beijing smog jan2014
Original caption: Buildings are blanketed in heavy smog in Beijing, capital of China, 16, 2014. The municipal government issued a yellow smog alert Thursday morning, as smog blanketed the city with air quality readings reaching the most polluted level. (Xinhua/Li Xin). More images…

Related Links

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Posted in environment, Global Disaster watch, global disasters, health, Significant Event Imagery, significant events | Tagged: , , , , , , , , , | 1 Comment »

“Apocalyptic” Smog Paralyzes Much of China

Posted by feww on December 6, 2013

Closed or Cancelled: Dozens of Highways, hundreds of flights and long-distance buses, thousands of schools…

Severe smog, which began engulfing northern, central and eastern regions of China on Wednesday, is forecast to persist through the weekend.

Shanghai’s PM2.5 pollution soared to 590 micrograms per cubic meter, about than 30 times the limit recommended by the World Health Organization. Xuhui District recorded pollution levels of about 602.4 micrograms per cubic meter, said Xinhua.

Shanghai (population: 25 million) is the most populated city in China and the largest city proper by population in the world.

shanghai 5dec2013
Shanghai’s skyline Thursday morning.  Severe smog has reduced visibility to dangerously low levels disrupting rail, air, water and road transportation. (source: People’s Daily Online/Wang Chu). More images…

Nanjing (population: 8.2 million), the capital of Jiangsu Province, issued a “red alert” on Wednesday after color of the sky turned mustard yellow. The PM10 pollution level was 413 (from a peak of 467) with PM2.5 at 397 (peak of 462), as of posting.

Social media users in China described the environment in deserted cities with the sky turning pale yellow as “apocalyptic,” reported Reuters.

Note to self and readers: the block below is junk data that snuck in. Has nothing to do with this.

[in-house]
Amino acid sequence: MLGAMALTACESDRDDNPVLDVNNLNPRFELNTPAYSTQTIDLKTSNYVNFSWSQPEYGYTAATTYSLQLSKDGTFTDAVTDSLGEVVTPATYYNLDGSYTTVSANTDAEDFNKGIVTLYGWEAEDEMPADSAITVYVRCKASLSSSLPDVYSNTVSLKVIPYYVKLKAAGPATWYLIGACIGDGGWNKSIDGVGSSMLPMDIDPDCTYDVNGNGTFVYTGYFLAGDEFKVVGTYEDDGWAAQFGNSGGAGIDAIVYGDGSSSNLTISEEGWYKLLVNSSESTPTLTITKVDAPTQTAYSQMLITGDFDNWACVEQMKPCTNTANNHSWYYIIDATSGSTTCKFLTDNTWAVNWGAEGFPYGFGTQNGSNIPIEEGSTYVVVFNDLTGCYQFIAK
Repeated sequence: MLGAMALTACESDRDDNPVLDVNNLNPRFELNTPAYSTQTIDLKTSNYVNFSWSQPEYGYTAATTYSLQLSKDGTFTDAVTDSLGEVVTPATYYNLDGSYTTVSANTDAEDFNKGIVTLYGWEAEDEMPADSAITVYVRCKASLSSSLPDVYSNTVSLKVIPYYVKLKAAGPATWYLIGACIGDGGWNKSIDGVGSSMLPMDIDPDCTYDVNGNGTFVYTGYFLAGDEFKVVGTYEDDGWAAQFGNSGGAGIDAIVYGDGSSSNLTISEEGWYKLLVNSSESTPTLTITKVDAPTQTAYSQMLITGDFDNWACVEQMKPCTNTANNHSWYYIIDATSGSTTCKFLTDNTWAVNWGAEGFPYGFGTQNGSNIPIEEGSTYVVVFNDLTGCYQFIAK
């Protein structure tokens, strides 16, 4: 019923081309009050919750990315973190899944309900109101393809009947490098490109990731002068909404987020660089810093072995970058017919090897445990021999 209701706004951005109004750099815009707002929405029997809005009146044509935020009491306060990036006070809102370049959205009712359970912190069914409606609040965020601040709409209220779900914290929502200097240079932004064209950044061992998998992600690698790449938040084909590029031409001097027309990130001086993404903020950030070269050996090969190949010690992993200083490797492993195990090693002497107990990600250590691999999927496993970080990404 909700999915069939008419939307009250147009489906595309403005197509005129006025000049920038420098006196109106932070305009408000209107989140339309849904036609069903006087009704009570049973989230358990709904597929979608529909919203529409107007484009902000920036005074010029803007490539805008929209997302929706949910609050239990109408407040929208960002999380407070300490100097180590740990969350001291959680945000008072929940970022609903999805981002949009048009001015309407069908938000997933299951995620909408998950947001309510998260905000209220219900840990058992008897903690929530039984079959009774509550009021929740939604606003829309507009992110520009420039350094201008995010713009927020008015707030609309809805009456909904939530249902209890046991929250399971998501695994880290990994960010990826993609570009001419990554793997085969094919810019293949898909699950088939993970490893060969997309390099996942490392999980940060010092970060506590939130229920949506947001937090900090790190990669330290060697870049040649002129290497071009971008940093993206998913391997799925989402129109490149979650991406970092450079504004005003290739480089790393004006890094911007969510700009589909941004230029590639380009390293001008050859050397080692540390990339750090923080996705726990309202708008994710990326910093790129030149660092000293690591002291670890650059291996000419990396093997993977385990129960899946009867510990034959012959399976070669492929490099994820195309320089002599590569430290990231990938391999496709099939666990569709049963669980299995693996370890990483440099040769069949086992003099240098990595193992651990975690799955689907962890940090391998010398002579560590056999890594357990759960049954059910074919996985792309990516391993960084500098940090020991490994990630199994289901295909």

Meantime, visibility reduced to less than 50 meters in many places, forcing highways to shut in east China’s Jiangxi Province on Thursday morning. Xinhua said its reporter had seen thousands of drivers stranded on the Changdong Highway in Nanchang (population: 5.3 million), the capital of Jiangxi Province.

“Twenty-five provincial-level regions have been suffering smoggy weather, including the cities of Hangzhou and Nanjing, according to the National Meteorological Center,” reported Xinhua.

[China has 34 provincial level divisions, classified as 22 provinces, 4 municipalities, 5 autonomous regions, 2 Special Administrative Regions, and the claimed Taiwan Province.]

In October, smog forced the shutdown of Harbin, one of northeastern China’s largest cities, as Visibility dropped to under 10 meters.

PM2.5 concentration of about 15 – 25 micrograms per cubic meter pose little or no risk, according to the World Health Organization.

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“Apocalyptic” Smog Turns Skies Yellow in North, East China

Posted by feww on December 5, 2013

Choking smog engulfs much of east and north China, forcing school closures in at least two cities

Nanjing (population: 8.2 million), the capital of Jiangsu Province, issued a “red alert” after color of the sky turned mustard yellow. The PM10 pollution level was 467 (from a peak of 502) with PM2.5 at 433 (peak of 498), as of posting.